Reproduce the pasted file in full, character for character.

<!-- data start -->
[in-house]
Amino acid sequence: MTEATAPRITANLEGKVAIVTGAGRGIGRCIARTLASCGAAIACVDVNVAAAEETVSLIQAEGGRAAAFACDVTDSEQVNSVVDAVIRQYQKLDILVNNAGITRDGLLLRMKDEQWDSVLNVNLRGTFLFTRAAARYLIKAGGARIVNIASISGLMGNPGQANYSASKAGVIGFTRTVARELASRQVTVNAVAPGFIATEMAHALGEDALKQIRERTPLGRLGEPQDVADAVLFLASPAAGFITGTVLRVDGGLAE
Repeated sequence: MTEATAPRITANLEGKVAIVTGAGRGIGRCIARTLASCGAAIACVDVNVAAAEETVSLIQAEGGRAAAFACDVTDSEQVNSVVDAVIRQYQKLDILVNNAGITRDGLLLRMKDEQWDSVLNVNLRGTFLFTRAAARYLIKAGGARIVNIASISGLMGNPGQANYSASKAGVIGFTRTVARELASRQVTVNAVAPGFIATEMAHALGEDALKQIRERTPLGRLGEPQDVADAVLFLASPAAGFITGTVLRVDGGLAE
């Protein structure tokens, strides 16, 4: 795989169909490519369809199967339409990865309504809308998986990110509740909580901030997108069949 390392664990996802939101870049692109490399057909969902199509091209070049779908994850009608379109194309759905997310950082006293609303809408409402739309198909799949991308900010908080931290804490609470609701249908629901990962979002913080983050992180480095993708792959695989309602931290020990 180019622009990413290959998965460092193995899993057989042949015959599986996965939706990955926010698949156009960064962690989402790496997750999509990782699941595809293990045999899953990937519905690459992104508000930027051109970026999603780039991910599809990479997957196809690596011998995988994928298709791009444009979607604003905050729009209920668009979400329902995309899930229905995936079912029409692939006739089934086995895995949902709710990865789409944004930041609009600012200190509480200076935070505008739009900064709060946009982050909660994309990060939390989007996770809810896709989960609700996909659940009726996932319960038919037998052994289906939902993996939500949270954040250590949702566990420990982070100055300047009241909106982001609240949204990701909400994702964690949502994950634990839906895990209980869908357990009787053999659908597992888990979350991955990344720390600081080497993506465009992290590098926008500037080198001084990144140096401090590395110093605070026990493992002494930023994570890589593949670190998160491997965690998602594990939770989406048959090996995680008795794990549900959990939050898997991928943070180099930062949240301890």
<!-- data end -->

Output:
[in-house]
Amino acid sequence: MTEATAPRITANLEGKVAIVTGAGRGIGRCIARTLASCGAAIACVDVNVAAAEETVSLIQAEGGRAAAFACDVTDSEQVNSVVDAVIRQYQKLDILVNNAGITRDGLLLRMKDEQWDSVLNVNLRGTFLFTRAAARYLIKAGGARIVNIASISGLMGNPGQANYSASKAGVIGFTRTVARELASRQVTVNAVAPGFIATEMAHALGEDALKQIRERTPLGRLGEPQDVADAVLFLASPAAGFITGTVLRVDGGLAE
Repeated sequence: MTEATAPRITANLEGKVAIVTGAGRGIGRCIARTLASCGAAIACVDVNVAAAEETVSLIQAEGGRAAAFACDVTDSEQVNSVVDAVIRQYQKLDILVNNAGITRDGLLLRMKDEQWDSVLNVNLRGTFLFTRAAARYLIKAGGARIVNIASISGLMGNPGQANYSASKAGVIGFTRTVARELASRQVTVNAVAPGFIATEMAHALGEDALKQIRERTPLGRLGEPQDVADAVLFLASPAAGFITGTVLRVDGGLAE
């Protein structure tokens, strides 16, 4: 795989169909490519369809199967339409990865309504809308998986990110509740909580901030997108069949 390392664990996802939101870049692109490399057909969902199509091209070049779908994850009608379109194309759905997310950082006293609303809408409402739309198909799949991308900010908080931290804490609470609701249908629901990962979002913080983050992180480095993708792959695989309602931290020990 180019622009990413290959998965460092193995899993057989042949015959599986996965939706990955926010698949156009960064962690989402790496997750999509990782699941595809293990045999899953990937519905690459992104508000930027051109970026999603780039991910599809990479997957196809690596011998995988994928298709791009444009979607604003905050729009209920668009979400329902995309899930229905995936079912029409692939006739089934086995895995949902709710990865789409944004930041609009600012200190509480200076935070505008739009900064709060946009982050909660994309990060939390989007996770809810896709989960609700996909659940009726996932319960038919037998052994289906939902993996939500949270954040250590949702566990420990982070100055300047009241909106982001609240949204990701909400994702964690949502994950634990839906895990209980869908357990009787053999659908597992888990979350991955990344720390600081080497993506465009992290590098926008500037080198001084990144140096401090590395110093605070026990493992002494930023994570890589593949670190998160491997965690998602594990939770989406048959090996995680008795794990549900959990939050898997991928943070180099930062949240301890």